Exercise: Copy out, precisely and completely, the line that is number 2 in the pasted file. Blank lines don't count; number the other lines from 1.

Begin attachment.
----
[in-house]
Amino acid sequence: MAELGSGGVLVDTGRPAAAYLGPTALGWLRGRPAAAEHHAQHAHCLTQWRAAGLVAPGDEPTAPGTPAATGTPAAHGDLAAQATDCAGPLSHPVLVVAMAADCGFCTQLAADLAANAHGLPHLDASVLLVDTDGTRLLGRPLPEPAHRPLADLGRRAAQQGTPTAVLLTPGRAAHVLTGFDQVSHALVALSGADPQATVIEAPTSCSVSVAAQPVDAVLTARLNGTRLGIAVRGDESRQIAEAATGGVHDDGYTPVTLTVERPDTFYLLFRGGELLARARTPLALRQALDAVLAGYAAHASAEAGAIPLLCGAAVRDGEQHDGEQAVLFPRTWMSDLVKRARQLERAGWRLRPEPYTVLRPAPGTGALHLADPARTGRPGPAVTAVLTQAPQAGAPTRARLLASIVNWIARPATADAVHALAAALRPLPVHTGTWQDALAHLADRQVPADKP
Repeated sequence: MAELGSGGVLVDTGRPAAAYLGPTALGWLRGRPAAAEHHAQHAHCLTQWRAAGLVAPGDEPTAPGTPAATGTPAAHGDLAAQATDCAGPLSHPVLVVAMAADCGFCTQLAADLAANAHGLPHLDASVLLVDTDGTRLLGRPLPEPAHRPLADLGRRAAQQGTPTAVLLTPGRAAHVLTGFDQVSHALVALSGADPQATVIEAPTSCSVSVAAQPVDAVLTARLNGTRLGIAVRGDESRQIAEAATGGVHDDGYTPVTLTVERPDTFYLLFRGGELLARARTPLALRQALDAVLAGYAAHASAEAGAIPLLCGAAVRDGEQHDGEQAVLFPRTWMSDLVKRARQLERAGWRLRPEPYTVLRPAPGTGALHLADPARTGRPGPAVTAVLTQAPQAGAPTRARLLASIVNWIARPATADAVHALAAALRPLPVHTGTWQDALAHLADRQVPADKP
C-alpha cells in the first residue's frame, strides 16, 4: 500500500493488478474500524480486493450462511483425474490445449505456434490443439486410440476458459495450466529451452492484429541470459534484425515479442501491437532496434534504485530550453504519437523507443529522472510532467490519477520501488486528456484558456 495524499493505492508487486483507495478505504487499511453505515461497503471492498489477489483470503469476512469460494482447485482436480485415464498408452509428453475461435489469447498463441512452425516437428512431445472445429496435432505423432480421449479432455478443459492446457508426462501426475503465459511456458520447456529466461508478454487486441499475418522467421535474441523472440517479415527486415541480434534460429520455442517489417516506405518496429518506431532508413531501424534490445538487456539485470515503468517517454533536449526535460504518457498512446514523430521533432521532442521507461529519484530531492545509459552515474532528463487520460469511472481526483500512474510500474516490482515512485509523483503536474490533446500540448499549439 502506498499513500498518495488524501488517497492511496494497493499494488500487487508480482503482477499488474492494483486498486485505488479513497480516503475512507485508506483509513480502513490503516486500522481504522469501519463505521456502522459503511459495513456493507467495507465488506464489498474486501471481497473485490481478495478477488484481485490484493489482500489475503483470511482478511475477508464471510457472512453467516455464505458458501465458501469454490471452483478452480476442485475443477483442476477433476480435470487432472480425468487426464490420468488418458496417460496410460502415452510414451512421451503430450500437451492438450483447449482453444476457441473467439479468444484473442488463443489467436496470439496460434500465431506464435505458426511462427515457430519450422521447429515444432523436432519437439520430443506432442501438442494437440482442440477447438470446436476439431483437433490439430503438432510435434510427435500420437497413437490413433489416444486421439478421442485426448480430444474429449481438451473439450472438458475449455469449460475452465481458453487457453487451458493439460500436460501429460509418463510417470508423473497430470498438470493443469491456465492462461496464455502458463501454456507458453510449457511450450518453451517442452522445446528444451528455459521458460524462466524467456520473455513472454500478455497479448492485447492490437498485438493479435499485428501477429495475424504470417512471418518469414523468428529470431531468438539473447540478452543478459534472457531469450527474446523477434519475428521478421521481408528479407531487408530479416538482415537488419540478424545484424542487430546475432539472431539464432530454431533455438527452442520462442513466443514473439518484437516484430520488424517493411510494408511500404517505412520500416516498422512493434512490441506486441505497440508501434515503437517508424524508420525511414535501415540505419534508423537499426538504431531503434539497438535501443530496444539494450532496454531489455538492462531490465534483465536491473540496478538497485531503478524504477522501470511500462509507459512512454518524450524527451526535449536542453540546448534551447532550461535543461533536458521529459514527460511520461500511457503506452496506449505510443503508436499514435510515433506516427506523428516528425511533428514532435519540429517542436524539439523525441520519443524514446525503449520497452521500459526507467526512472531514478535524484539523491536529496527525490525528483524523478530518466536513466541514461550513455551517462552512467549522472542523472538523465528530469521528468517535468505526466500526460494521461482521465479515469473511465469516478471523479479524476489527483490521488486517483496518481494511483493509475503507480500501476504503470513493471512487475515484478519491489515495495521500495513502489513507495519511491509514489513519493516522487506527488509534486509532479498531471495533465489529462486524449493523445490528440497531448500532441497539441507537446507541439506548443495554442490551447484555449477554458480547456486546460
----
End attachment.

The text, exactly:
Amino acid sequence: MAELGSGGVLVDTGRPAAAYLGPTALGWLRGRPAAAEHHAQHAHCLTQWRAAGLVAPGDEPTAPGTPAATGTPAAHGDLAAQATDCAGPLSHPVLVVAMAADCGFCTQLAADLAANAHGLPHLDASVLLVDTDGTRLLGRPLPEPAHRPLADLGRRAAQQGTPTAVLLTPGRAAHVLTGFDQVSHALVALSGADPQATVIEAPTSCSVSVAAQPVDAVLTARLNGTRLGIAVRGDESRQIAEAATGGVHDDGYTPVTLTVERPDTFYLLFRGGELLARARTPLALRQALDAVLAGYAAHASAEAGAIPLLCGAAVRDGEQHDGEQAVLFPRTWMSDLVKRARQLERAGWRLRPEPYTVLRPAPGTGALHLADPARTGRPGPAVTAVLTQAPQAGAPTRARLLASIVNWIARPATADAVHALAAALRPLPVHTGTWQDALAHLADRQVPADKP